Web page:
Watts, George Frederick


Watts, George Frederick


Watts, George Frederick (1817-1904), English painter and sculptor


Omeka record contributed by Albertine Lee

Date Submitted

November 17, 2016

Birth Date

February 23, 1817


52 Queenstreet, Bryanston Square, Marylebone, London

Death Date

July 1, 1904



Biographical summary

At a young age, George Frederick Watts was discovered to have great artistic talent. Under the guidance of draughtsman turned sculptor William Behnes, Watts created drawings that attained him admission to the Royal Academy in 1835. However, the young Watts soon left the Academy after finding that there was nothing to be learned there. Watts continued to have an extremely rapid and great success, after contributing several portraits to the Academy Exhibition in 1837, 1838, and 1840. He also produced subject-pictures, which were exhibited at the British Institution, and entered and won competitions at prestigious locations including the Houses of Parliament. The prize money allowed Watts to travel extensively around Italy for several years, studying Venetian painting, in particular, before returning to London in 1847. Not only was Watts successful in producing notable portraiture, subject-paintings, and historical works, the artist was also preoccupied with allegorical paintings that reflect his ideas of nature and humanity. As an advocate for the public commissions of art, Watts was interested in producing large-scale paintings in fresco to adorn public buildings. Watts’s close acquaintance with Lord Holland, then the English Envoy in Florence, and the Prinsep family allowed him to closely associate with a circle of “bohemians” at the Holland House, which included Julia Margaret Cameron and Dante Gabriel Rossetti. Under the encouragement of Taylor and Sara Prinsep, the forty-six-year-old Watts married Ellen Terry, a sixteen-year-old actress, on 20 February 1864. They divorced after Terry eloped with another man after less than a year of marriage. In 1867, the artist was elected an Associate of the Royal Academy, and in a mere two years, a Royal Academician in 1868. By the 1880s, Watts’s reputation as a distinguished painter was effectively secured; the painter had achieved an international celebrity status. He pursued his ambition of working on non-narrative symbolic works, introducing ideas of death and spiritualism. In 1886, Watts married his second wife, Mary Seton-Fraser-Tytler, with whom he purchased a piece of land in Compton in Surrey in 1890. The house, built by Ernest George, was named Limnerslease. Throughout the 1890s and early 1900s, Watts continued to send paintings to various exhibition venus, despite the deteroriation of his health. He died of old age at 6 Melbury Road on Friday, 1 July 1904.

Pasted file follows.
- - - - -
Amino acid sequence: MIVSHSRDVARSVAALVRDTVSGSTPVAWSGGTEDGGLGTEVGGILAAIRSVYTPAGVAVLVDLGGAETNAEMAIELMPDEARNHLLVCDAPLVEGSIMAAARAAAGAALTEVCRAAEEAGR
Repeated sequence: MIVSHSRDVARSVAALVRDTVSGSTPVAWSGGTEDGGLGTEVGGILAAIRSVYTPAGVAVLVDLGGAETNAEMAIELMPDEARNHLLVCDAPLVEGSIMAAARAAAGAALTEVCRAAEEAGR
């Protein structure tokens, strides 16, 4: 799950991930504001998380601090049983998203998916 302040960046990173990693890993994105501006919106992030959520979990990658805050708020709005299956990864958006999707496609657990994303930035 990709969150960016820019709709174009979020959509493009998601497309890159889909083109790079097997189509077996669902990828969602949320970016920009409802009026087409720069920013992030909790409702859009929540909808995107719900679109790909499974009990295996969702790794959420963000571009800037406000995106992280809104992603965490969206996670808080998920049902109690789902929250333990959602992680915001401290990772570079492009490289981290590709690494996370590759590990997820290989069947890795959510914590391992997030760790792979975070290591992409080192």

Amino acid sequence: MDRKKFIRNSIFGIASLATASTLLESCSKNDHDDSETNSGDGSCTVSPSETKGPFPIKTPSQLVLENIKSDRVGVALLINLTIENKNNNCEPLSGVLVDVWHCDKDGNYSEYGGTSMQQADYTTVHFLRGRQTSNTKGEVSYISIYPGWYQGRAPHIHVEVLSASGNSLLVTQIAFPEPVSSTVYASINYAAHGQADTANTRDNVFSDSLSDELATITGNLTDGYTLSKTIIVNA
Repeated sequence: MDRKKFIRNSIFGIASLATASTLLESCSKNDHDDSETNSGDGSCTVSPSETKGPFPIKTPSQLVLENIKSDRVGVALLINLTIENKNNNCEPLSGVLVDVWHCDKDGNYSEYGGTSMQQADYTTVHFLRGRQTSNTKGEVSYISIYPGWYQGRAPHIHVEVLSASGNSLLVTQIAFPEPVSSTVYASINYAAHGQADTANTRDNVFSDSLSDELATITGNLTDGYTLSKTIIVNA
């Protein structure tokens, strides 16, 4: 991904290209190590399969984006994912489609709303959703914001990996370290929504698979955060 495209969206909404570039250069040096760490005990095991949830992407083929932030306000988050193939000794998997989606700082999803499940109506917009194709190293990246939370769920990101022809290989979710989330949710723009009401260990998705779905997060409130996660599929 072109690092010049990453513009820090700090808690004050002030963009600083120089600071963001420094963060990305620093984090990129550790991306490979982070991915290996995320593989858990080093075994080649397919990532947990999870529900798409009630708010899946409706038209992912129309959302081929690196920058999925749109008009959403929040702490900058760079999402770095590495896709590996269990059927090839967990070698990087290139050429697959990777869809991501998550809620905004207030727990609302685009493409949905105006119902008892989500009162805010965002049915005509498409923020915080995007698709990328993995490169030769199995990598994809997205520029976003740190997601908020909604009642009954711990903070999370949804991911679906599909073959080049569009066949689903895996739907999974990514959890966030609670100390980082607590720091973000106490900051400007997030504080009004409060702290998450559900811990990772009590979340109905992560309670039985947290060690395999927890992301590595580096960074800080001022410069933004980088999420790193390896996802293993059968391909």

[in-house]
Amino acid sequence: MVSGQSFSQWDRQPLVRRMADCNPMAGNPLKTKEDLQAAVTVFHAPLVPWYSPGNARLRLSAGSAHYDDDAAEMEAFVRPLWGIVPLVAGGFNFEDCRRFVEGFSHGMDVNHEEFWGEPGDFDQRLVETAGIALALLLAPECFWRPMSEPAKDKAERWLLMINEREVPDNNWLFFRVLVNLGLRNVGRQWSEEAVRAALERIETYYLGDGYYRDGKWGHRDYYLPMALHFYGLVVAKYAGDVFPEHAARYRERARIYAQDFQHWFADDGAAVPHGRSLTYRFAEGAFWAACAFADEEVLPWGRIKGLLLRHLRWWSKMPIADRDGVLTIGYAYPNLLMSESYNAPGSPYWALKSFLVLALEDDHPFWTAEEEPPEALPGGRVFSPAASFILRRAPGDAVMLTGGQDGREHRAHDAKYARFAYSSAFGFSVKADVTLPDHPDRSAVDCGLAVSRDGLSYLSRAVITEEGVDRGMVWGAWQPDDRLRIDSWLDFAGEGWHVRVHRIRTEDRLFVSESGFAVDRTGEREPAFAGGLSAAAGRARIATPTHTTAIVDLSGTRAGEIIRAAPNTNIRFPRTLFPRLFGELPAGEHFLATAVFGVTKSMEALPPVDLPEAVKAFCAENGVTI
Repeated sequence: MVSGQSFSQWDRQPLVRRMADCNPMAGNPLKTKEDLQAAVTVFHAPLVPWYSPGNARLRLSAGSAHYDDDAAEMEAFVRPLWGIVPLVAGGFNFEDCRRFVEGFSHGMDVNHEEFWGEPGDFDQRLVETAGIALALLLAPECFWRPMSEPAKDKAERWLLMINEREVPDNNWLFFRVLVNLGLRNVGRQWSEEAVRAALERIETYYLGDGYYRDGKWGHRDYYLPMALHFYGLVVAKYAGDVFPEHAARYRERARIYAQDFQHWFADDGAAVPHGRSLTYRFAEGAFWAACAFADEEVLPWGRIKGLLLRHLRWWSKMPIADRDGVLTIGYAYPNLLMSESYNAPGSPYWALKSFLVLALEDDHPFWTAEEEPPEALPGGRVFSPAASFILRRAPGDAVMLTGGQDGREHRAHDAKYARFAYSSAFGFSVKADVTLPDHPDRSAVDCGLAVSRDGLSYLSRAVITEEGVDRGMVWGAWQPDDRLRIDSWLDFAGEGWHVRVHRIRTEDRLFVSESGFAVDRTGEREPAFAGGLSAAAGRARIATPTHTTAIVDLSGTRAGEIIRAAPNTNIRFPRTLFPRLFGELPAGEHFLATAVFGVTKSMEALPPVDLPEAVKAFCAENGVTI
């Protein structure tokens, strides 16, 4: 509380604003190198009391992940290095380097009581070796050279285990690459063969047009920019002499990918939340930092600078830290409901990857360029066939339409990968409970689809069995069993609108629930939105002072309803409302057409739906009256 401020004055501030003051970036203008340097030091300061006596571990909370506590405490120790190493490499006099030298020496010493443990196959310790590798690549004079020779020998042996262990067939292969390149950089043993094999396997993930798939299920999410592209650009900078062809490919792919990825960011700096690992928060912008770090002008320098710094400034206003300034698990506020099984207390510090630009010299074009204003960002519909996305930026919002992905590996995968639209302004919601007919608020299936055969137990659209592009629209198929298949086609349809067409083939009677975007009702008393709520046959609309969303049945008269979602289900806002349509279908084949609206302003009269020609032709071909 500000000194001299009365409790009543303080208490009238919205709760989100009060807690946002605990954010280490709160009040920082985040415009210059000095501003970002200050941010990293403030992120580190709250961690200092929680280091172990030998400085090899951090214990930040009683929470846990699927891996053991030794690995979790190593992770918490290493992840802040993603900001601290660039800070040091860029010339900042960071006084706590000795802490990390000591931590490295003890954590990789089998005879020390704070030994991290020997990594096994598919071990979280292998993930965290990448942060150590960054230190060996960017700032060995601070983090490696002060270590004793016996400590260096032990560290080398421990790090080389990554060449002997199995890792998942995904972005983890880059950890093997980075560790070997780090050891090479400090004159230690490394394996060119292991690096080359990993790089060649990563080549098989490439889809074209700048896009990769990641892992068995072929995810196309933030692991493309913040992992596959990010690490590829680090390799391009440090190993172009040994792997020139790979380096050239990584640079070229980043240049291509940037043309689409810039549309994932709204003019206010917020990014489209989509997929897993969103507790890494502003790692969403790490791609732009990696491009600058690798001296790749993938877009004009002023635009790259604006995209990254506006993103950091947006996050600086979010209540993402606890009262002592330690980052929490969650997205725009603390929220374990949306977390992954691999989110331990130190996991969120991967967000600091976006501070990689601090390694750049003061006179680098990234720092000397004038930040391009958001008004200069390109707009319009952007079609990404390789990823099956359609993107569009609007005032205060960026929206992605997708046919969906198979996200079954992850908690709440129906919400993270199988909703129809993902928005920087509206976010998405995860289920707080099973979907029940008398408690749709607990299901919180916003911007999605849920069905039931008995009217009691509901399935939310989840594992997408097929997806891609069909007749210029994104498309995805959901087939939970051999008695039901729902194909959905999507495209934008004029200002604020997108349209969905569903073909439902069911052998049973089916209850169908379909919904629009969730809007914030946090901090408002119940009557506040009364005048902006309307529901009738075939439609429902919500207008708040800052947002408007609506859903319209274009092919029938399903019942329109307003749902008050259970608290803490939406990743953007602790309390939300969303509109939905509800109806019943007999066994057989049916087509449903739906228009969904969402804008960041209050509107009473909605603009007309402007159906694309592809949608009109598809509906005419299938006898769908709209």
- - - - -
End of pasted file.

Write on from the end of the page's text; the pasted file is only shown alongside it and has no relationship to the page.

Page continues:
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Bayliss, Wyke, Sir, 1835-1906. Five Great Painters of the Victorian Era: Leighton, Millais, Burne-Jones, Watts, Holman Hunt. London: S. Low, Marston and co., Ltd., 1902.
Watts, Mary S. Fraser-Tytler. George Frederic Watts. London: Macmillan, 1912.
Blunt, Wilfrid, 1901-1987. England's Michelangelo: a Biography of George Frederic Watts, O.M., R.A.. London: Hamilton, 1975.
Minneapolis Institute of Arts. Victorian High Renaissance: George Frederic Watts 1817-1904, Frederic Leighton 1830-96, Albert Moore 1841-93, Alfred Gilbert 1854-1934 : an Exhibition Organized by The Minneapolis Institute of Arts. Minneapolis: The Institute, 1978.
Barrington, Russell, Mrs., -1933. Essays On the Purpose of Art: Past And Present Creeds of English Painters. London: Longmans, Green and co., 1911.
Bryant, Barbara Coffey. "Watts, George Frederic (1817-1904)." Oxford Dictionary of National Biography, Oxford University Press (2004). doi: 10.1093/ref:odnb/36781.




Watts, George Frederick

Cite As

“Watts, George Frederick,” Victorian Artists at Home, accessed July 23, 2024, https://artistsathome.emorydomains.org/items/show/105.

Item Relations

This Item dcterms:relation Item: G. F. WATTS, R.A.
This Item dcterms:relation Item: GEORGE FREDERICK WATTS, R.A., LL.D.
Item: New Little Holland House, Studio-home of G. F. Watts dcterms:relation This Item